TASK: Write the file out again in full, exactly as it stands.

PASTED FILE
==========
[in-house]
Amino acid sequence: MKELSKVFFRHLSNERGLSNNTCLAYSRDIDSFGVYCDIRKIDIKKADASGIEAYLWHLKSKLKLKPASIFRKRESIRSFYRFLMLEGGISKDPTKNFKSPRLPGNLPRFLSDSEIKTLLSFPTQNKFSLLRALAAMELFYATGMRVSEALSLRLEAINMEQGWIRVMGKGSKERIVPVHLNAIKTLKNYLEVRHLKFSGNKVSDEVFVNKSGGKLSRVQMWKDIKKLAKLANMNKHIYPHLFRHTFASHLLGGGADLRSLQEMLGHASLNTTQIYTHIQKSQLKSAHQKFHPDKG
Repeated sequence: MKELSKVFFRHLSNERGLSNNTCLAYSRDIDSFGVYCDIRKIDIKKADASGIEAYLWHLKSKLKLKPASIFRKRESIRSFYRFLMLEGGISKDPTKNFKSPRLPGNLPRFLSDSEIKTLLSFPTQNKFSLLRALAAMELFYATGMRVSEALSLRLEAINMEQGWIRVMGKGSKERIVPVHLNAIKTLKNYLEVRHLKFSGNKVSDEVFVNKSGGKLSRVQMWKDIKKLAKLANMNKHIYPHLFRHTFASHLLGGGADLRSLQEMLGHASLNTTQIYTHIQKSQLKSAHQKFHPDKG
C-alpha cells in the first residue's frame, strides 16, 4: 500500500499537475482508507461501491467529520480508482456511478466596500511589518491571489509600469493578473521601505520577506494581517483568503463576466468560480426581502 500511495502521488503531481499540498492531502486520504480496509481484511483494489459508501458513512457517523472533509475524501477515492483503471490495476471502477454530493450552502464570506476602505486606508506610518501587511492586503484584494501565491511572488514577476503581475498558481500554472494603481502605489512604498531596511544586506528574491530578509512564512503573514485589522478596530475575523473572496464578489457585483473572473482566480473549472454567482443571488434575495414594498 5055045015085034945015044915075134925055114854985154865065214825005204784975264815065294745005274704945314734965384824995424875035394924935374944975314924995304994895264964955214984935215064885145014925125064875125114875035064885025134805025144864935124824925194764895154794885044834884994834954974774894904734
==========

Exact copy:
[in-house]
Amino acid sequence: MKELSKVFFRHLSNERGLSNNTCLAYSRDIDSFGVYCDIRKIDIKKADASGIEAYLWHLKSKLKLKPASIFRKRESIRSFYRFLMLEGGISKDPTKNFKSPRLPGNLPRFLSDSEIKTLLSFPTQNKFSLLRALAAMELFYATGMRVSEALSLRLEAINMEQGWIRVMGKGSKERIVPVHLNAIKTLKNYLEVRHLKFSGNKVSDEVFVNKSGGKLSRVQMWKDIKKLAKLANMNKHIYPHLFRHTFASHLLGGGADLRSLQEMLGHASLNTTQIYTHIQKSQLKSAHQKFHPDKG
Repeated sequence: MKELSKVFFRHLSNERGLSNNTCLAYSRDIDSFGVYCDIRKIDIKKADASGIEAYLWHLKSKLKLKPASIFRKRESIRSFYRFLMLEGGISKDPTKNFKSPRLPGNLPRFLSDSEIKTLLSFPTQNKFSLLRALAAMELFYATGMRVSEALSLRLEAINMEQGWIRVMGKGSKERIVPVHLNAIKTLKNYLEVRHLKFSGNKVSDEVFVNKSGGKLSRVQMWKDIKKLAKLANMNKHIYPHLFRHTFASHLLGGGADLRSLQEMLGHASLNTTQIYTHIQKSQLKSAHQKFHPDKG
C-alpha cells in the first residue's frame, strides 16, 4: 500500500499537475482508507461501491467529520480508482456511478466596500511589518491571489509600469493578473521601505520577506494581517483568503463576466468560480426581502 500511495502521488503531481499540498492531502486520504480496509481484511483494489459508501458513512457517523472533509475524501477515492483503471490495476471502477454530493450552502464570506476602505486606508506610518501587511492586503484584494501565491511572488514577476503581475498558481500554472494603481502605489512604498531596511544586506528574491530578509512564512503573514485589522478596530475575523473572496464578489457585483473572473482566480473549472454567482443571488434575495414594498 5055045015085034945015044915075134925055114854985154865065214825005204784975264815065294745005274704945314734965384824995424875035394924935374944975314924995304994895264964955214984935215064885145014925125064875125114875035064885025134805025144864935124824925194764895154794885044834884994834954974774894904734